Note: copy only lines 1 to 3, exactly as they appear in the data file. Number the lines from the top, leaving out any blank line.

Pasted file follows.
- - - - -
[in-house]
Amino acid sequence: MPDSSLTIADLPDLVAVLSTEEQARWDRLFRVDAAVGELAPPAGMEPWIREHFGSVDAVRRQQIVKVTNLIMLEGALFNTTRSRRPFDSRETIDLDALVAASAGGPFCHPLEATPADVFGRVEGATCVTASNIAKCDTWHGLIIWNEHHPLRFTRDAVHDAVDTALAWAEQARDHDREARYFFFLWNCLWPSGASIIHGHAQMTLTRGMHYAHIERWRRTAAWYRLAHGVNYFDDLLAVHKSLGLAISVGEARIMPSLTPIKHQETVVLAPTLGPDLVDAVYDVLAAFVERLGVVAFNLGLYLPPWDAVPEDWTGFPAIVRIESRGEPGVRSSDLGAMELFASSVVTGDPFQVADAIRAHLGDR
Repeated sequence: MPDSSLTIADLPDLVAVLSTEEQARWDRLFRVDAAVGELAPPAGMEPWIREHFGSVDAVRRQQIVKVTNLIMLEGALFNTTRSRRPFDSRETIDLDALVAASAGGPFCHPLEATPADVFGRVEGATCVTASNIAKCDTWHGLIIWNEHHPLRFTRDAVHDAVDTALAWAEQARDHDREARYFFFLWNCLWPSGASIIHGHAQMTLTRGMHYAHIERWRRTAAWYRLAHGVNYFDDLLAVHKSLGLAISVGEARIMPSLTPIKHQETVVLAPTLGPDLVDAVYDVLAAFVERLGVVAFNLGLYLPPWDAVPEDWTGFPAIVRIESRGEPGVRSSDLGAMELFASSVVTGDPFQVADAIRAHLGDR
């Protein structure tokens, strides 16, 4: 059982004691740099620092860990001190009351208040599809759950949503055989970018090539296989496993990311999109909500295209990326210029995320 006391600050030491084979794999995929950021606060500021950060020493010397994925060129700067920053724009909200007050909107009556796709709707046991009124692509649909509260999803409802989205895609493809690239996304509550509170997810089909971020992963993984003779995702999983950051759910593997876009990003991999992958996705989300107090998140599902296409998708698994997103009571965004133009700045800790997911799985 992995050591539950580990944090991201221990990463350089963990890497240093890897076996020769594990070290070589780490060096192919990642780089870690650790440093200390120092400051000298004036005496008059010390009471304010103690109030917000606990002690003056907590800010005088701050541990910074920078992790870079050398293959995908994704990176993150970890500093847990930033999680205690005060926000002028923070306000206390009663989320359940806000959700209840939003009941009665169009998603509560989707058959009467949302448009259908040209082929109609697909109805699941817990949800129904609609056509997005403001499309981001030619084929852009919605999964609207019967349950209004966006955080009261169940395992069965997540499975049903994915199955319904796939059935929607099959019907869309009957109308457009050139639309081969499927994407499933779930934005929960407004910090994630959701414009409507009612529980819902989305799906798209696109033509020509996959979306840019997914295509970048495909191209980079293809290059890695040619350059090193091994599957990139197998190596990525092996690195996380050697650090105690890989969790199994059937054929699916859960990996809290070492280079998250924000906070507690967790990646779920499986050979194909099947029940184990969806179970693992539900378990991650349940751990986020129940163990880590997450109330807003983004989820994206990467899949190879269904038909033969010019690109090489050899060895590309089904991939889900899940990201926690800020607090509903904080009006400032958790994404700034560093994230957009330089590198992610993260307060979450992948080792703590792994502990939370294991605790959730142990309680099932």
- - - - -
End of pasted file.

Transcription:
[in-house]
Amino acid sequence: MPDSSLTIADLPDLVAVLSTEEQARWDRLFRVDAAVGELAPPAGMEPWIREHFGSVDAVRRQQIVKVTNLIMLEGALFNTTRSRRPFDSRETIDLDALVAASAGGPFCHPLEATPADVFGRVEGATCVTASNIAKCDTWHGLIIWNEHHPLRFTRDAVHDAVDTALAWAEQARDHDREARYFFFLWNCLWPSGASIIHGHAQMTLTRGMHYAHIERWRRTAAWYRLAHGVNYFDDLLAVHKSLGLAISVGEARIMPSLTPIKHQETVVLAPTLGPDLVDAVYDVLAAFVERLGVVAFNLGLYLPPWDAVPEDWTGFPAIVRIESRGEPGVRSSDLGAMELFASSVVTGDPFQVADAIRAHLGDR
Repeated sequence: MPDSSLTIADLPDLVAVLSTEEQARWDRLFRVDAAVGELAPPAGMEPWIREHFGSVDAVRRQQIVKVTNLIMLEGALFNTTRSRRPFDSRETIDLDALVAASAGGPFCHPLEATPADVFGRVEGATCVTASNIAKCDTWHGLIIWNEHHPLRFTRDAVHDAVDTALAWAEQARDHDREARYFFFLWNCLWPSGASIIHGHAQMTLTRGMHYAHIERWRRTAAWYRLAHGVNYFDDLLAVHKSLGLAISVGEARIMPSLTPIKHQETVVLAPTLGPDLVDAVYDVLAAFVERLGVVAFNLGLYLPPWDAVPEDWTGFPAIVRIESRGEPGVRSSDLGAMELFASSVVTGDPFQVADAIRAHLGDR